Vancouver/Kelowna/Fraser Valley – Whether you were a fan or critic, former BC Premier Christy Clark was a trailblazer is certain areas of politics in BC, let alone Canada.
Clark was a female Premier, appointed BC’s first female Attorney General and Solicitor General, had a female Lieutenant Governor, speaker and caucus chair, and championed to have women on civil service and government boards.
Clark is not anti-men. But she knew that the old boys network which had developed over decades, had to be tempered. She witnessed that over the 25+ years in her political career.
With the current #MeToo movement, Clark felt it was no longer time to remain silent and took to her Facebook page to share her thoughts:
First, to women who have come forward to report: thank you. All of us who have experienced a sexual assault, harassment, or aggressive and unwelcome advances know it’s a damn hard thing to talk about. Every one of you has set a powerful example and every day more women are finding their voices as a result.
l was involved in politics for 25 years and saw plenty of frat boy behaviour. It made me promise myself that I would do things differently, should I ever get the chance to lead.
I am the first woman ever to be elected Premier of British Columbia. I am the longest serving female Premier in Canadian history. And, I am the only woman ever to be re-elected to the post of Premier in Canadian history.
My first Cabinet had a greater percentage of women in it than any in the previous decade. I appointed BC’s first female Attorney General, first female Solicitor General, and the first woman to lead BC Hydro – one of BC’s biggest companies. Our 125,000+ civil service was run by a woman, the next most important Ministry (Finance) was also headed by a woman – the first time that’s happened in BC history. Over a third of our government board appointments were women and half of our civil service.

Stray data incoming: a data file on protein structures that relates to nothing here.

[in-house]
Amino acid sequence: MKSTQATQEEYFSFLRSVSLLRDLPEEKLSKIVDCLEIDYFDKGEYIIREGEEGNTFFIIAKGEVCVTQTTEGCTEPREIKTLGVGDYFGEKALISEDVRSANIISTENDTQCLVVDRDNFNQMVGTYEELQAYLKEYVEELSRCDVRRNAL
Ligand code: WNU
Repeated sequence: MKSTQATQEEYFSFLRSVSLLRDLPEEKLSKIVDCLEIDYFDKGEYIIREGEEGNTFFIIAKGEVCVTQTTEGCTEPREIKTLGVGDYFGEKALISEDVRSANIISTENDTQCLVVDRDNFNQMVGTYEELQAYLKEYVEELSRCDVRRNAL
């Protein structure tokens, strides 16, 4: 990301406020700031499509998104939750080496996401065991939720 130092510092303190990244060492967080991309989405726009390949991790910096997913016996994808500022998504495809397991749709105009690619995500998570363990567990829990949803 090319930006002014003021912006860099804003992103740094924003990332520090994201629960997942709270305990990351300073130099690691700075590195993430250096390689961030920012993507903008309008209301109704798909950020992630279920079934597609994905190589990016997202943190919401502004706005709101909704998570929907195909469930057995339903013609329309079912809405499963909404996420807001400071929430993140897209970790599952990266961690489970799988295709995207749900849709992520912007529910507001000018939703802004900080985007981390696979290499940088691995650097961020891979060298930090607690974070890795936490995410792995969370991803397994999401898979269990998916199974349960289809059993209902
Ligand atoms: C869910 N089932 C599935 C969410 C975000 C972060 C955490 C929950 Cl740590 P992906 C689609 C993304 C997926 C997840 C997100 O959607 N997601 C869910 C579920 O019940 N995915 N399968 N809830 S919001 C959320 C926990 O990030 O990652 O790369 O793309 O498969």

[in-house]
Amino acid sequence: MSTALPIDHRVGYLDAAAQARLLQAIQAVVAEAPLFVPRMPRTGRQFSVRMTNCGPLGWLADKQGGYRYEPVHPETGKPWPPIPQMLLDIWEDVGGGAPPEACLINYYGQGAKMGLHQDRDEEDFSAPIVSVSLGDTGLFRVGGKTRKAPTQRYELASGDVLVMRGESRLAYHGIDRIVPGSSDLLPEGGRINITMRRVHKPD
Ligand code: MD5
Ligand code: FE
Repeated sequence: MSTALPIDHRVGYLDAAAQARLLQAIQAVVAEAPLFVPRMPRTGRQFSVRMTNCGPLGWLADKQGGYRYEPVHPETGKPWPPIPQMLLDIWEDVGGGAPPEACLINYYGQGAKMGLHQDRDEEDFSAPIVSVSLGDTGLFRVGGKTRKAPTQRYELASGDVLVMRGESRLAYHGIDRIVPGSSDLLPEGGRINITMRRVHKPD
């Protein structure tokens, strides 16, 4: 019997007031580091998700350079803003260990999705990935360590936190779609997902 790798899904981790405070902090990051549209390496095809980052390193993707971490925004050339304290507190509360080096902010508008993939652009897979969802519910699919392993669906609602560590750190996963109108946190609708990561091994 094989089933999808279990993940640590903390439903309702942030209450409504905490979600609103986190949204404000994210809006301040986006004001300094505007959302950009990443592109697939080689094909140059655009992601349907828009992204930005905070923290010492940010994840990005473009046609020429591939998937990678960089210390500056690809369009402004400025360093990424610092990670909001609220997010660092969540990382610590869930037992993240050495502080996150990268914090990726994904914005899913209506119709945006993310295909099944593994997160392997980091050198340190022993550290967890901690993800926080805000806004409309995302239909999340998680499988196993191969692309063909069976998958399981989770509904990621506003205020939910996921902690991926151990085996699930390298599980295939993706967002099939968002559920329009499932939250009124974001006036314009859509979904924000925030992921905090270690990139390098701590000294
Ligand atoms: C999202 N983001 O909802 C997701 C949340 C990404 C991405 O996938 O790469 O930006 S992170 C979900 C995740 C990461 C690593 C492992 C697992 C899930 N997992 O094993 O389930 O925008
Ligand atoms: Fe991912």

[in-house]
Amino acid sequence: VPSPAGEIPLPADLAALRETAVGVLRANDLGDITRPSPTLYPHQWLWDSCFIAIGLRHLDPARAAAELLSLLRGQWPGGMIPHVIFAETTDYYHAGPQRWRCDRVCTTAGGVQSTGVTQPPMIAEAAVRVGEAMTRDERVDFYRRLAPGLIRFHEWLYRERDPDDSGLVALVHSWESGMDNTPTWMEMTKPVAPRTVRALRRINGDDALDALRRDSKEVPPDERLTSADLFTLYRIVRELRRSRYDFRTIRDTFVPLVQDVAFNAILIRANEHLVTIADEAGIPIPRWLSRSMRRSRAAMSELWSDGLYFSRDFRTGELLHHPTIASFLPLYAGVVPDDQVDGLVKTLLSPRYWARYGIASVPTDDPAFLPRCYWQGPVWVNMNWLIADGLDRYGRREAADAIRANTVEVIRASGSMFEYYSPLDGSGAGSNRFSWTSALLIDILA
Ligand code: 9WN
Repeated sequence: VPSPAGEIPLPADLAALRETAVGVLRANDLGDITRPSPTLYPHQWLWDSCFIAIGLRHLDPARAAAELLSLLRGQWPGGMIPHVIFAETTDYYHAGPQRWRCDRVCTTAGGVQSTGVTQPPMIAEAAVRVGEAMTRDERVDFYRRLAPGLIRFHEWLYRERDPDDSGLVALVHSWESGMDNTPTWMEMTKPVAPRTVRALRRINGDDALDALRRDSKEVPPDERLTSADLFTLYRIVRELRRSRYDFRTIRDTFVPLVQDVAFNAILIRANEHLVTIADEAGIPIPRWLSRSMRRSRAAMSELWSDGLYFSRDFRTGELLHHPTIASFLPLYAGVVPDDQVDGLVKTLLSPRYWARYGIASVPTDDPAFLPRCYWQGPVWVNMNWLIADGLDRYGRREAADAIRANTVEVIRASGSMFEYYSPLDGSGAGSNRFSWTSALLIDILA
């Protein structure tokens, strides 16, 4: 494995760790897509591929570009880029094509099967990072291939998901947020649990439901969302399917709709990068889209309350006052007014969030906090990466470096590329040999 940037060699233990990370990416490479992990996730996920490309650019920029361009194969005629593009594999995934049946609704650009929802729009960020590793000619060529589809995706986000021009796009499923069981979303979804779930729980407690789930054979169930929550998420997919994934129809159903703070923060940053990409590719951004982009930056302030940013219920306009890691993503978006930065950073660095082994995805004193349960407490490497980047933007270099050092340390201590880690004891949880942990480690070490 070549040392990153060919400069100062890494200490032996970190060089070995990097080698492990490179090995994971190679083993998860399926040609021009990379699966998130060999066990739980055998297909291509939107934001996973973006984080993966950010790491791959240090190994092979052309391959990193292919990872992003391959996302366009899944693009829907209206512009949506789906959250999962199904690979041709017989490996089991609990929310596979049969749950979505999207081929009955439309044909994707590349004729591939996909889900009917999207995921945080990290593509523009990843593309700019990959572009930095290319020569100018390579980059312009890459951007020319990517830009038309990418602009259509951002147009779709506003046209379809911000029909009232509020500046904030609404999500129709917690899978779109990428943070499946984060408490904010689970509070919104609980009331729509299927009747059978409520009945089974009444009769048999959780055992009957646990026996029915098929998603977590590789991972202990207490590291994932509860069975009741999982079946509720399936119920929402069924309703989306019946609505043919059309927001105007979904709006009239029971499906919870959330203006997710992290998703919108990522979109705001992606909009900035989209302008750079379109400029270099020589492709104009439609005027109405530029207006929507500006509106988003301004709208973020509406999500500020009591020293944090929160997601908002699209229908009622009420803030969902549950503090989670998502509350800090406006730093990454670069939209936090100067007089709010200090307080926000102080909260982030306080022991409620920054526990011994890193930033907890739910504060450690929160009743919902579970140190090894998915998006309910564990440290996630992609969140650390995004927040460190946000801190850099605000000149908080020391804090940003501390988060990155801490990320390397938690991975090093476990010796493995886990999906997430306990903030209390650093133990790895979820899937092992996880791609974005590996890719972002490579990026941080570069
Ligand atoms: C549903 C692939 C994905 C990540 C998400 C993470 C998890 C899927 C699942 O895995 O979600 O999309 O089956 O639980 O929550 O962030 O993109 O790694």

Our Speaker was a woman, our government Caucus Chair was a woman, our Lieutenant Governor was a woman and, of course, while I served, our Premier was a woman. It was a special time. (unfortunatley, all of those jobs – except the LG – are now held by men)
I didn’t trumpet these stats because I didn’t want a single one of my female colleagues to be treated as though they were there for any other reason than that they were qualified for the job.
These women were not tokens, not statistics added together to make a good press release. Every one of them was qualified. Every one of them made a difference for women in the workplace. It’s an awful lot harder for sexist behaviour to go unnoticed or be deliberately ignored when there’s a woman in the room. Moreover, that behaviour is never going to be rewarded when there’s a woman in charge.
This doesn’t mean women should always be in charge. Men have a vital role in this. The vast majority of men would never behave the way that Patrick Brown and Kent Hehr are alleged to have behaved. But the fact is that in a workplace with few women, as politics very much still is, sexist and inappropriate behaviour happens a lot.
What can every citizen do to change it? Elect more women. Yes, make sure they’re qualified – not every woman is better just because she’s female – but if she’s smart and capable, give her the chance.
And for political parties? Work harder to find great women to run for office. Parties that are in opposition have the best chance to make this happen – they have more “open” seats in which there is no incumbent. But all parties can have an impact by ensuring that women don’t just get nominations, but that they also get to run in the sure-bet ridings.
First ministers? Don’t load up your offices and your senior civil service with men. Having a gender balanced Cabinet won’t have an impact if the bureaucrats who do the heavy lifting are almost all men. And, make sure your own office has women in senior roles. Yes, I get it, most of you are men, but culture change starts at the top and if your “real” Cabinet is mostly male, you won’t change a thing despite the window dressing.
We are watching history being made right now. Politics is a brutal and very often brutally sexist business – one that has historically reduced women like me to a footnote in history.
But, thanks to lots of brave women who are making their voices heard, change is FINALLY afoot. I am delighted.